When I once met Remy van Kesteren after a concert I asked him, how do you progress from simple pieces to the real repertoire, what do you need technique-wise to become more advanced? Unfortunately, he was stung by a wasp just after I asked him, so I never got his answer. The questions that Tristan raises, however, provided the answer I was looking for. Extending your technique begins with trying to gain control, to be aware of the sound you are producing and being aware of how you can manipulate it. Of course, when speaking about sound, you need a framework to describe sounds in so we can understand each other when describing sounds.
There are various dimensions to a sound, various textures. On one axis, we have volume, from pp to ff. On another axis there is depth – is it a very tinny, frail sound, or is it a full, warm bass? From which direction does it come? And there is time – is it a long, lingering note? Does it stop immediately? Is its texture filled with a subsequent note?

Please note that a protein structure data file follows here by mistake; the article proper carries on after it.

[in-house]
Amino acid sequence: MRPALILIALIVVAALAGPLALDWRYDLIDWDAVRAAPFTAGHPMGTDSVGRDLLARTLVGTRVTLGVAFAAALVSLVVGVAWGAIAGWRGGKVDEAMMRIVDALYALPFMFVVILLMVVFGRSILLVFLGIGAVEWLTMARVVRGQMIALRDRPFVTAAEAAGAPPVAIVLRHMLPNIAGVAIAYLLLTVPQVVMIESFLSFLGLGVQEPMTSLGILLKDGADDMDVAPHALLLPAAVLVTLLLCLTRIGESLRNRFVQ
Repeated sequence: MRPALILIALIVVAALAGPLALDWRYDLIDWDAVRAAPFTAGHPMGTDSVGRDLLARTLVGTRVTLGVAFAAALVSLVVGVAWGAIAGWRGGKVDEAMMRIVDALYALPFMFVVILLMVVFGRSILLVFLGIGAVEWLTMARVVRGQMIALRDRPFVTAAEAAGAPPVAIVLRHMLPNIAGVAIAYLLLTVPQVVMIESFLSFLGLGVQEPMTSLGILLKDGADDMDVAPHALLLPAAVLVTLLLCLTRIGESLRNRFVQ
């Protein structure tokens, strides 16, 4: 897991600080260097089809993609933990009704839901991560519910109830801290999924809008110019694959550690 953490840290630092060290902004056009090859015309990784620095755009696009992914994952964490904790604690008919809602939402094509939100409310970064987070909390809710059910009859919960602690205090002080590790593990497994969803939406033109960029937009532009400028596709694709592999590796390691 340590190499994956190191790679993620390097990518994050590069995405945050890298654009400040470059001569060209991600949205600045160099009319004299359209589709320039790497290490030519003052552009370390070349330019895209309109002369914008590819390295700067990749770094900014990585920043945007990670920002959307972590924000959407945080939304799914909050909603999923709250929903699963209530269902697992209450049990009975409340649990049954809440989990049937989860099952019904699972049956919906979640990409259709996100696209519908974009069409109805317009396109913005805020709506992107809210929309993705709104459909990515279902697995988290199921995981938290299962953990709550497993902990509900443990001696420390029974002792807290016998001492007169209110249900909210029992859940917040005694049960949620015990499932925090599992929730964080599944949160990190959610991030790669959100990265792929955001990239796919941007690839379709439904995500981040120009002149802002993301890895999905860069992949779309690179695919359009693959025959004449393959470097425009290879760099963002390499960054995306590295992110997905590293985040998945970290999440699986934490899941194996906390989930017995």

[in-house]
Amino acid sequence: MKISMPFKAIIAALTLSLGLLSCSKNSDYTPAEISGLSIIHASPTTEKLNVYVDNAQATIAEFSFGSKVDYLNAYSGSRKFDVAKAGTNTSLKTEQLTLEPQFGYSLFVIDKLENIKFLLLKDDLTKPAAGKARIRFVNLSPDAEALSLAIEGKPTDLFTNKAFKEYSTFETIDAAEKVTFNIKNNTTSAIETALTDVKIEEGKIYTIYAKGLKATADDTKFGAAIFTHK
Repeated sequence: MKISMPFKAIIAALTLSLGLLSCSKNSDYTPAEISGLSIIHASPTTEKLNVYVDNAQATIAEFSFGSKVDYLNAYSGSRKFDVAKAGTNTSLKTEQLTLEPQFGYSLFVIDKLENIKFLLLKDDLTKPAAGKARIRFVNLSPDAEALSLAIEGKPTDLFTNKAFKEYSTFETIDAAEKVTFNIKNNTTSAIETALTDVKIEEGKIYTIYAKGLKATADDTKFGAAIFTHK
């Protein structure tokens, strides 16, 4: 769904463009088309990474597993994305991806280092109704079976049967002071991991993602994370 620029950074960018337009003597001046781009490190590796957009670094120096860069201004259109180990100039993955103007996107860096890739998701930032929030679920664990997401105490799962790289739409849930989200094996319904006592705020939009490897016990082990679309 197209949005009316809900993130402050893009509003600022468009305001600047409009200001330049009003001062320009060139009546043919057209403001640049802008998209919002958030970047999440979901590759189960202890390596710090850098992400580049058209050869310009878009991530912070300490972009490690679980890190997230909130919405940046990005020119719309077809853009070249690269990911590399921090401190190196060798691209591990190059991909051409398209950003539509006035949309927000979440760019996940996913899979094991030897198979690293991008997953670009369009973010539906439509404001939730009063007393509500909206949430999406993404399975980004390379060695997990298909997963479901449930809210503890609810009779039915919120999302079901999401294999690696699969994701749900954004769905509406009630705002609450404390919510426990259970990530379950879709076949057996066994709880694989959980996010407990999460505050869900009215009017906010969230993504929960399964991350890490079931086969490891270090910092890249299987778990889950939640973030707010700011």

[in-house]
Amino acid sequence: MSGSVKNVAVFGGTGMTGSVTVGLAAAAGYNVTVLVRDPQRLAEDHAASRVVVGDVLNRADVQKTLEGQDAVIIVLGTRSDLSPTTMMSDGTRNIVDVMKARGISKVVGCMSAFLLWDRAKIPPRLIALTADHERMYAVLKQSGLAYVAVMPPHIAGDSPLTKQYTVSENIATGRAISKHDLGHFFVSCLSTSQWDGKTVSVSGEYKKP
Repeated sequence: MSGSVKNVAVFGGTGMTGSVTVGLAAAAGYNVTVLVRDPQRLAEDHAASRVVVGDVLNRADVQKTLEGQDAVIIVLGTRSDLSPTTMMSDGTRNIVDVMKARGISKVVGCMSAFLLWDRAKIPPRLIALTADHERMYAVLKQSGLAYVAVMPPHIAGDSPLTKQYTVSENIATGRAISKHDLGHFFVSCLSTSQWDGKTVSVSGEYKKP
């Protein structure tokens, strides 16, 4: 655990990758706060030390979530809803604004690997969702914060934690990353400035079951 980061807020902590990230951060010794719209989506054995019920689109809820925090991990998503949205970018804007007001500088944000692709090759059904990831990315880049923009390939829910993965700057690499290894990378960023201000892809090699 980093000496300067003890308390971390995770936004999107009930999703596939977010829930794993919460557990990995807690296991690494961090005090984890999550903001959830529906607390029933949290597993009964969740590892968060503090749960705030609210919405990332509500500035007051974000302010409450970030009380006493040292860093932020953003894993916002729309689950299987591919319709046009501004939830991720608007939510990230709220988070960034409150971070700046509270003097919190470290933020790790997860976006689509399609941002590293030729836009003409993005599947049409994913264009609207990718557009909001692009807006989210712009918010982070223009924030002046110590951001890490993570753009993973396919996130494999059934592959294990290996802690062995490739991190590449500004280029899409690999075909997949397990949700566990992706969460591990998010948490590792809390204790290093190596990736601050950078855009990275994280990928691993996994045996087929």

(Tristan le Govic, paraphrased from my notes)
He showed this by demonstrating how to do the bass line of a plinn he wrote. He didn’t just randomly decide to play the string this high, he was looking for a specific sound and found out how to produce it. You can hear how the sound of the bass evolves when he plays the string lower and lower. For me, this way of reflecting on the sound I produce was quite new. My harp teachers tend to describe it in terms of emotions (angry? sad?) but I always have trouble understanding – what does she mean? Volume? Tempo? Now, a few months later, I have less trouble with creating the sound or flow in a piece, Tristan seems to have opened an entire new dimension in my playing.